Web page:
We can climb the mountain at Mt. Etna
But we can’t cross the bridge at Gretna
They shot helter-skelter
As the people were searching for shelter
From the storm called Katrina
Could anything be meaner?
Gloria Freedman, 90 years young, penned that poem after watching the “60 Minutes” feature in which the New Orleans suburb of Gretna blocked off a bridge and fired on a group of hurricane evacuees, the majority African American, refusing them entry into the town.
Freedman, a 70-year member of the Communist Party USA, read the poem to me in her New York apartment. Smiling, she said, “As disabled as I am, I find ways to make a contribution. I’ll always find a way to be of service to the party, the People’s Weekly World and the movement.”
Freedman contributes generously to the People’s Weekly World fund drive and sells subscriptions to her neighbors.
Displayed proudly on her wall is a plaque from her union, the American Federation of State, County and Municipal Employees, for her 40 years of service, half of it as a member of the retirees executive board.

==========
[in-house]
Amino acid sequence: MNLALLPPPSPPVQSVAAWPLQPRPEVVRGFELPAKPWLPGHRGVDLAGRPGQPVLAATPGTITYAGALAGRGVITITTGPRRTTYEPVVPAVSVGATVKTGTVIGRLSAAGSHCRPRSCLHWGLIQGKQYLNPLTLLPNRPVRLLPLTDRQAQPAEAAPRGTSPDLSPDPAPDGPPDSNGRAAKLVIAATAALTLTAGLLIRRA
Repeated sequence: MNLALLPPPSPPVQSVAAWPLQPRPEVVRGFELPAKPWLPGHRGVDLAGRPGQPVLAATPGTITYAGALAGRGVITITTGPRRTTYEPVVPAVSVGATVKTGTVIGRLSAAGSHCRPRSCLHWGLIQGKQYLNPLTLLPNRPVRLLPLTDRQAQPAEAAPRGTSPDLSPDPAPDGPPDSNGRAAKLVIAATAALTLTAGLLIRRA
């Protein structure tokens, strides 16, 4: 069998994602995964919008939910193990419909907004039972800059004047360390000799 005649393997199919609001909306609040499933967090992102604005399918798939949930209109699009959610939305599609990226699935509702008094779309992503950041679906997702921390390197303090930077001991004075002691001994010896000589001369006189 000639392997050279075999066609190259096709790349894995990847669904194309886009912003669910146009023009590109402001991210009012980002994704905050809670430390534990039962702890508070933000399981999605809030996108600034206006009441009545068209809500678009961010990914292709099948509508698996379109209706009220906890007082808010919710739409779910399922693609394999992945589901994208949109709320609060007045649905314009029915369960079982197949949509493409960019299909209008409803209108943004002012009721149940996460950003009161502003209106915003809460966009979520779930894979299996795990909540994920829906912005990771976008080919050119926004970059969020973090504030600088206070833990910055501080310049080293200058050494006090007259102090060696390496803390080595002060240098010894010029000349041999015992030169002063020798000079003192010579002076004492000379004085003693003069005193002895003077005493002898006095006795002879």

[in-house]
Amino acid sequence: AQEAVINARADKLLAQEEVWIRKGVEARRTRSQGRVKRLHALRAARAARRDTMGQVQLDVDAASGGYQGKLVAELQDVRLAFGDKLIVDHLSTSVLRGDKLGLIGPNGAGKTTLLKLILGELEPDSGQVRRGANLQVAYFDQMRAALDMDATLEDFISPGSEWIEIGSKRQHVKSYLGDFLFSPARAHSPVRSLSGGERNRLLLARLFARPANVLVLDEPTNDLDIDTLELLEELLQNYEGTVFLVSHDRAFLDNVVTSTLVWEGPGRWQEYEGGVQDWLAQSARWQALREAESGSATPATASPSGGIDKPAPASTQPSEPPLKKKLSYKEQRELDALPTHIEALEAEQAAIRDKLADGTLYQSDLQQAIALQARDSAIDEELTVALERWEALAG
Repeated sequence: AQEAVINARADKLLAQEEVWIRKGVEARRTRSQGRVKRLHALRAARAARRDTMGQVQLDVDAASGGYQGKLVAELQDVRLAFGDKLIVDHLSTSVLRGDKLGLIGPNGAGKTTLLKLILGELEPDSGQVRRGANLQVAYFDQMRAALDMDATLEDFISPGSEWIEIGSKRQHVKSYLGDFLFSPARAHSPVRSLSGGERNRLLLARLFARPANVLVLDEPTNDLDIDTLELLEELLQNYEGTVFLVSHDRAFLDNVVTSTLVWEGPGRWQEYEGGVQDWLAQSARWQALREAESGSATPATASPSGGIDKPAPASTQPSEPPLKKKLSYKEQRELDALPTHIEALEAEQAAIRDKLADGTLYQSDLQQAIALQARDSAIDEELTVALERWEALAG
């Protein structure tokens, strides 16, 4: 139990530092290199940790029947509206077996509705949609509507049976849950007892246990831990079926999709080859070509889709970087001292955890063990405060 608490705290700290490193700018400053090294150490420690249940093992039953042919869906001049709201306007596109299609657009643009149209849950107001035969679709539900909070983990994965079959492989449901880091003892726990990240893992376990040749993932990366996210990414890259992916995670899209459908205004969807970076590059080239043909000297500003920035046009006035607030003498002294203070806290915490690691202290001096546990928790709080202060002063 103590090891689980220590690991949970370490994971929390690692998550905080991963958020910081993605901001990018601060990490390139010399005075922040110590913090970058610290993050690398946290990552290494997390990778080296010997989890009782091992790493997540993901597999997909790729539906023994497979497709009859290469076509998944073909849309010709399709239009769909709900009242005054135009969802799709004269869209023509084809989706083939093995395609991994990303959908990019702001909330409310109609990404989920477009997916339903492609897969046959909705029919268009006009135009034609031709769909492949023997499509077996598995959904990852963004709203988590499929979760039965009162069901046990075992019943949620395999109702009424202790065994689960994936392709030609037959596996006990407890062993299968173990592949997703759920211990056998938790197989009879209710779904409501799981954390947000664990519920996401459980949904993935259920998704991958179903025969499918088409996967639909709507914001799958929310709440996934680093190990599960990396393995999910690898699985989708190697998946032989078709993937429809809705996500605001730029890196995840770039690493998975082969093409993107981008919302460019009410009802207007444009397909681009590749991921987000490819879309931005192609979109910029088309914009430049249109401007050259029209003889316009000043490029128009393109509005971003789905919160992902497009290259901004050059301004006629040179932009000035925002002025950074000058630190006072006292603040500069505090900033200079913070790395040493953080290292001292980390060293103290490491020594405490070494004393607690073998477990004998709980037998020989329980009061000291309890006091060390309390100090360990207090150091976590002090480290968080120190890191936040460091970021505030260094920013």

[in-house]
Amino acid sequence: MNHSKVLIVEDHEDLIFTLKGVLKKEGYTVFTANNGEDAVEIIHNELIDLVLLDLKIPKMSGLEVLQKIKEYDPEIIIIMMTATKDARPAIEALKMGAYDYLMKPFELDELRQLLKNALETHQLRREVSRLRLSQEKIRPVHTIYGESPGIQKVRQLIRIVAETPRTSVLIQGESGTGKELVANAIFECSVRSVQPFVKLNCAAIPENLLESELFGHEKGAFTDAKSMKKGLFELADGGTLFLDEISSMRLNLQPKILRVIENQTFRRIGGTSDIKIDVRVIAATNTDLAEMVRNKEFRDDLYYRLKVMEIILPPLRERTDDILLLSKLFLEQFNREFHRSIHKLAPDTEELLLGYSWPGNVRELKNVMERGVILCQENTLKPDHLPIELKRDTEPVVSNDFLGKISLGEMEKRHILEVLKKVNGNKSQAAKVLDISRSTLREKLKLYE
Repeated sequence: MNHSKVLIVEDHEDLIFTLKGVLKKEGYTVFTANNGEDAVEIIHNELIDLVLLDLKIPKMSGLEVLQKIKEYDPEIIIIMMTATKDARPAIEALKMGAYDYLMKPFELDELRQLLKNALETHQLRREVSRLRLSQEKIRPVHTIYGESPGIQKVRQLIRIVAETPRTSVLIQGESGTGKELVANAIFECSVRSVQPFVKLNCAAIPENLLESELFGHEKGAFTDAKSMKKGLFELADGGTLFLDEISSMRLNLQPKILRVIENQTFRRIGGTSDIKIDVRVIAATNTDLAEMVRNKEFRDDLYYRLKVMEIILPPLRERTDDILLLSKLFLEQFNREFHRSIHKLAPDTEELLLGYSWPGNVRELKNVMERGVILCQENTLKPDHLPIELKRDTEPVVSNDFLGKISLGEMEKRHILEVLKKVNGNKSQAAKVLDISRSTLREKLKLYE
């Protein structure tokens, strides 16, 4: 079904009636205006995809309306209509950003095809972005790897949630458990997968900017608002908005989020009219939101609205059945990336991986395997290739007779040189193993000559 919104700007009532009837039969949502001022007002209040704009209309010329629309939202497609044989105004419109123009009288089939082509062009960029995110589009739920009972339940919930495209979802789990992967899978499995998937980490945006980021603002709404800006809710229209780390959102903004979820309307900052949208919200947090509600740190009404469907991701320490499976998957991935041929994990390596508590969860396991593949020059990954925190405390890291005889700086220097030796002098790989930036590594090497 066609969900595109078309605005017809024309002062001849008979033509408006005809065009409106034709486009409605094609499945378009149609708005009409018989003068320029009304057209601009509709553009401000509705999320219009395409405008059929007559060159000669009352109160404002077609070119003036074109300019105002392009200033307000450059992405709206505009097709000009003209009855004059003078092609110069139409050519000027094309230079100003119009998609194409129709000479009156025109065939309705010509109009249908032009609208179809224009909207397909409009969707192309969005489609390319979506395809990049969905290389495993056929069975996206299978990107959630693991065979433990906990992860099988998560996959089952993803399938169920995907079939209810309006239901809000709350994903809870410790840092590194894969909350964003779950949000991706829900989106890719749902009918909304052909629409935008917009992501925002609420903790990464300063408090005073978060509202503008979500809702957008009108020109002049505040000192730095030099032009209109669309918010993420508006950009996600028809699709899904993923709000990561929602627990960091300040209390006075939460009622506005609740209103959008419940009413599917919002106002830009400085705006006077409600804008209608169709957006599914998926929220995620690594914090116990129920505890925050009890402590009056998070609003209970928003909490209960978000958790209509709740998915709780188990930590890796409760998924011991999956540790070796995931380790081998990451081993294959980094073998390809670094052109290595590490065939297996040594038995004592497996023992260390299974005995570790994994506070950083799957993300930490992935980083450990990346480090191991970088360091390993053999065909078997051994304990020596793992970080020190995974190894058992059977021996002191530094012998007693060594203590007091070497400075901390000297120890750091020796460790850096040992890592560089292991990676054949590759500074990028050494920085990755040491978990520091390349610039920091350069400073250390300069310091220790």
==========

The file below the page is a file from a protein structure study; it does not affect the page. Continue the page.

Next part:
Freedman grew up on New York’s Lower East Side. At 19, she joined the Young Communist League. It was during the upsurge of the 1930s and New York was boiling with working-class struggles. “I would give speeches about the Daily Worker on the corner of 2nd Avenue and 12th Street and why it was such a wonderful newspaper and educates all of us,” she recalled.
After serving in the Army in World War II, Freedman went to Columbia University on the GI Bill and worked for the city’s Department of Human Services. She has accrued many insights on life, which she freely shares, including with her two sons who still seek her advice.
“Devoting your life to struggle and the party makes you a better person. I hope all the young people learn this and that we teach them to want to give their money and their time to this cause.”
Thank you Gloria for all you have taught us!